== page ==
For example, one mindset Regina has is: 'I want to be able to look at it and feel good, because I'm the one who assigned it that value. So I know an item has a feel-good-value as long as I've decided it gets to live with me.'
Really, it's all about your decluttering goals and perspective.
What techniques do you recommend for encouraging children to declutter sentimental belongings?
Regina Lark explains that the concept of sentimental items is taught through behavior, so to encourage your family to declutter, 'You have to talk about who's assigning these values of sentiment. The adult in the house has to see what they're foisting on their children in terms of sentiment.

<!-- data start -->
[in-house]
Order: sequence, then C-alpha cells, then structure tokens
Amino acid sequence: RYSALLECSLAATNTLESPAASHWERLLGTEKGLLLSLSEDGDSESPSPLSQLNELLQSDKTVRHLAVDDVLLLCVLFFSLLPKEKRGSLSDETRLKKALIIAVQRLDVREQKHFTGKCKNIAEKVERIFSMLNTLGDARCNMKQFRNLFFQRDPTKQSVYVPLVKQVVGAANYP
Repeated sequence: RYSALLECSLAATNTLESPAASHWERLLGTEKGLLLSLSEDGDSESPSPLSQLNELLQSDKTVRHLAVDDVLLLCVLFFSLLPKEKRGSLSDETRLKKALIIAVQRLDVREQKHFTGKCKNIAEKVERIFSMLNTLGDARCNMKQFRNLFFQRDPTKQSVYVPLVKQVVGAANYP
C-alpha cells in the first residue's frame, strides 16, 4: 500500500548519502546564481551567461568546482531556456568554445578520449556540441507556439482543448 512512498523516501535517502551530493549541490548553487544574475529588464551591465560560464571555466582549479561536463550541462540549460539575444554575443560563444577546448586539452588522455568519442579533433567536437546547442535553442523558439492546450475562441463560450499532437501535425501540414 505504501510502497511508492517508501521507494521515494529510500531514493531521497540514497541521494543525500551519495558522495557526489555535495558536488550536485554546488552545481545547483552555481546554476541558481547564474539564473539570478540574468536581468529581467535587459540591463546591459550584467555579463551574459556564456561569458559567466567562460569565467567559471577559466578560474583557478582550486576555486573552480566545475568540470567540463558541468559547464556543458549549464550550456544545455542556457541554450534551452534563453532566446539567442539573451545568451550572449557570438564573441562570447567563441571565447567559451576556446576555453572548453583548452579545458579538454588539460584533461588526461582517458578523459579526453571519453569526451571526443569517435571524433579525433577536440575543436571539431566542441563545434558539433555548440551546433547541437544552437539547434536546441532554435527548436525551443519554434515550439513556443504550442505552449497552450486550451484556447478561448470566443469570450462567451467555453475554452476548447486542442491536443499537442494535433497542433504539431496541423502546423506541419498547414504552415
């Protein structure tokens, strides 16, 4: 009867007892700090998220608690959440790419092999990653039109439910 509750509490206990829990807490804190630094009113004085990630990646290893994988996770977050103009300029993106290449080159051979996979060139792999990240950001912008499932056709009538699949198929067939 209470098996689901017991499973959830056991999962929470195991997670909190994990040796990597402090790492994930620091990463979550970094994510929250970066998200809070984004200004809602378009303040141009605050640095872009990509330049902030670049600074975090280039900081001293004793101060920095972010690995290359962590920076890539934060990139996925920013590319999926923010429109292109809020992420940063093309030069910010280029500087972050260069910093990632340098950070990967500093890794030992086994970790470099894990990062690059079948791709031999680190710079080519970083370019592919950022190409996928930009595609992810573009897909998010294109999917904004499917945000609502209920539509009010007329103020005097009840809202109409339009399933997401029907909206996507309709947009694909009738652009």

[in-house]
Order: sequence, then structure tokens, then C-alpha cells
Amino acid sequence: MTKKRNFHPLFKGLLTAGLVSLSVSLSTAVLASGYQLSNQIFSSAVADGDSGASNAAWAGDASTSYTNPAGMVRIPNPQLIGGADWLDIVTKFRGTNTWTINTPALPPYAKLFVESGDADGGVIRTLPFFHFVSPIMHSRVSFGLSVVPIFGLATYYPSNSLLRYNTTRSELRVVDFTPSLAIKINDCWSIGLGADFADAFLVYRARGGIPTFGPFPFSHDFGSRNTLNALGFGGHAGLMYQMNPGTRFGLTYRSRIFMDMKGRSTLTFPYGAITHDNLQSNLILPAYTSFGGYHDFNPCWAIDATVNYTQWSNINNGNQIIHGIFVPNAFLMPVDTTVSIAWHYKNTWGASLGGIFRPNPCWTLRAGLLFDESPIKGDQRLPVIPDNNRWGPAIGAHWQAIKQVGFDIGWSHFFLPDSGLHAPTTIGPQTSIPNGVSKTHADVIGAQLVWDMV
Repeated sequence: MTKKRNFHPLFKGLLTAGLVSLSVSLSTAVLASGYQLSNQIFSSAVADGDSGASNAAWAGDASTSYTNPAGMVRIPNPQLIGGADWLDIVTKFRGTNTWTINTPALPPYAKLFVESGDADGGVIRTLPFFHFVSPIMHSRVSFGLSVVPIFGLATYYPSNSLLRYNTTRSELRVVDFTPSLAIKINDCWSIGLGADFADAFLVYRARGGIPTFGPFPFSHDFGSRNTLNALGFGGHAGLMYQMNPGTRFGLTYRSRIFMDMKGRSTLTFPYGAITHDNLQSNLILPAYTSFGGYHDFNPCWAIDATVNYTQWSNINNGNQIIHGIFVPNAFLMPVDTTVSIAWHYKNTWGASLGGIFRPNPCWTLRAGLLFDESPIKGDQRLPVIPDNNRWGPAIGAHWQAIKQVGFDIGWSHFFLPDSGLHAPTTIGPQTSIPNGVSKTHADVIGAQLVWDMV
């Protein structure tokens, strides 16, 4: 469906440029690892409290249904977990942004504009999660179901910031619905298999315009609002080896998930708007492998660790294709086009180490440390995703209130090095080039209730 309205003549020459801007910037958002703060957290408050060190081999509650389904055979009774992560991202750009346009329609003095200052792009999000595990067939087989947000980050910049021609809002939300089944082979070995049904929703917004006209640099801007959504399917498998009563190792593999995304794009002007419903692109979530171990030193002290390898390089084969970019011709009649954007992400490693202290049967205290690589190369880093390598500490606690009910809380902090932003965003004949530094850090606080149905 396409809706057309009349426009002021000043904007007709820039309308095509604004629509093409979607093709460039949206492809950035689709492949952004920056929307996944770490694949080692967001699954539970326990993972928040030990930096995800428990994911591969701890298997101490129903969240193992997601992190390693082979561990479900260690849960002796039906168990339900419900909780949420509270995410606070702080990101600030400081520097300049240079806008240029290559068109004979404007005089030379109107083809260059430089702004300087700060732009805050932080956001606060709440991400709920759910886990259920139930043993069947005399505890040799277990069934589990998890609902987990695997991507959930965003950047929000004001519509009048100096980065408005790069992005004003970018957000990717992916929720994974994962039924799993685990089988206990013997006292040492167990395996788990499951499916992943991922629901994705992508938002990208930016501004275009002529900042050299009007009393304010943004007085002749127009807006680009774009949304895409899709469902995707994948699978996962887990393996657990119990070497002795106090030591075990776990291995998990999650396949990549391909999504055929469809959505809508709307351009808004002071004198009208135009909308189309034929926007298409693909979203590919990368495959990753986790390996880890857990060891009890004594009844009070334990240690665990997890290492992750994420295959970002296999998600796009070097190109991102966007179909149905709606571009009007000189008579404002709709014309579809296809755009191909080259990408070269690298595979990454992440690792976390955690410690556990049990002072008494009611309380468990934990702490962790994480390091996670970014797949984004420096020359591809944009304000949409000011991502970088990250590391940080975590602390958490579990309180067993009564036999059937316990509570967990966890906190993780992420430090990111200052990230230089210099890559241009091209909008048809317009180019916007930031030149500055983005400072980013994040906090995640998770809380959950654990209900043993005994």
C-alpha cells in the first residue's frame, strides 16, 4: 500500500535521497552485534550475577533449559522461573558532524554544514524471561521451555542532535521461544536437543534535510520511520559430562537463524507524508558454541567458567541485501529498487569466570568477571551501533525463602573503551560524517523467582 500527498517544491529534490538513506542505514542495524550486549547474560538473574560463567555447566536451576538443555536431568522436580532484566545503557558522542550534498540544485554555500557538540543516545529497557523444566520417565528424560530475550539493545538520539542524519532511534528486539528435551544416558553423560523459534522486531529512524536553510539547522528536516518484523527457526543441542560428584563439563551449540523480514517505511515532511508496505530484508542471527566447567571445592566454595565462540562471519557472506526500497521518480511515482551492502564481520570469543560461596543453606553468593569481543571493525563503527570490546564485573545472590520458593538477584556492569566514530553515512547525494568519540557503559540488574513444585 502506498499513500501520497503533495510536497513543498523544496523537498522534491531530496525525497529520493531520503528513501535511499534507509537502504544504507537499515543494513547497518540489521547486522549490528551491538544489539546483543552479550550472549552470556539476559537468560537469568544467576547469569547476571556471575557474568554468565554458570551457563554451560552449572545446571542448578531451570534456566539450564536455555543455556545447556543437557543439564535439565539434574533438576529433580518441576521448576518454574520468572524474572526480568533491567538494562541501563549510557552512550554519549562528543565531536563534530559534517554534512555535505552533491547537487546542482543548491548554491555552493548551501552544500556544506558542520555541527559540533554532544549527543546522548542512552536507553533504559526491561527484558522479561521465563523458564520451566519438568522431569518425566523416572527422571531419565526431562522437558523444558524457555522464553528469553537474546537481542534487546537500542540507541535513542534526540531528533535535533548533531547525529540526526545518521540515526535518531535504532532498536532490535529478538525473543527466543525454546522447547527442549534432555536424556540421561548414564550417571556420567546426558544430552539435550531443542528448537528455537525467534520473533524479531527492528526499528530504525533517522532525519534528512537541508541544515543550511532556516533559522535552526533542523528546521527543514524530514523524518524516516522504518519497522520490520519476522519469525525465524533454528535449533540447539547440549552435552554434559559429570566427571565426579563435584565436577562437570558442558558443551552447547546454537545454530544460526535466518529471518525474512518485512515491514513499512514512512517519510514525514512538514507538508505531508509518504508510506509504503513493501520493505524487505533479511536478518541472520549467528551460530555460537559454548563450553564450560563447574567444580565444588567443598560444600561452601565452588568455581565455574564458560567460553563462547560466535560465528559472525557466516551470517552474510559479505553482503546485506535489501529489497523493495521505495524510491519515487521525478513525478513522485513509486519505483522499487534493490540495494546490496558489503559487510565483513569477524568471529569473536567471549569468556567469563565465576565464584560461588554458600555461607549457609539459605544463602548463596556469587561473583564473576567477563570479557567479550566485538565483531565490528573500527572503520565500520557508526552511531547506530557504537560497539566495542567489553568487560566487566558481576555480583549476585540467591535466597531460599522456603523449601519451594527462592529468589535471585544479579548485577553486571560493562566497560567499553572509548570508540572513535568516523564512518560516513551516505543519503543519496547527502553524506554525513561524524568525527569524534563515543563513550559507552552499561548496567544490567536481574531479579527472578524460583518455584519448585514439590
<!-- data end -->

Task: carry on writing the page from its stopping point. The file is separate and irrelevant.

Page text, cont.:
'We have conversations with kids about allowing our stuff to move through their life and their hands. As soon as it doesn't serve us anymore, let it go.
'We talk with them about surrounding themselves with things that really uplift their spirit, uplift and elevate.'
Regina also recommends teaching children not to keep items out of gift guilt. 'Tell your kids that it's okay to not like something that someone gave you. Never hold on to anything out of guilt.'
What are the long-term benefits of decluttering sentimental items on mental and emotional well-being?
'I think decluttering these items that we're assigning sentiment relieves us of the emotional labor of having to take care of it, and then you also stop taking on the emotional labor of what someone told you was the value of the object. You're unlearning the messages. You are disrupting the current narrative.'
What is a good way to display sentimental items?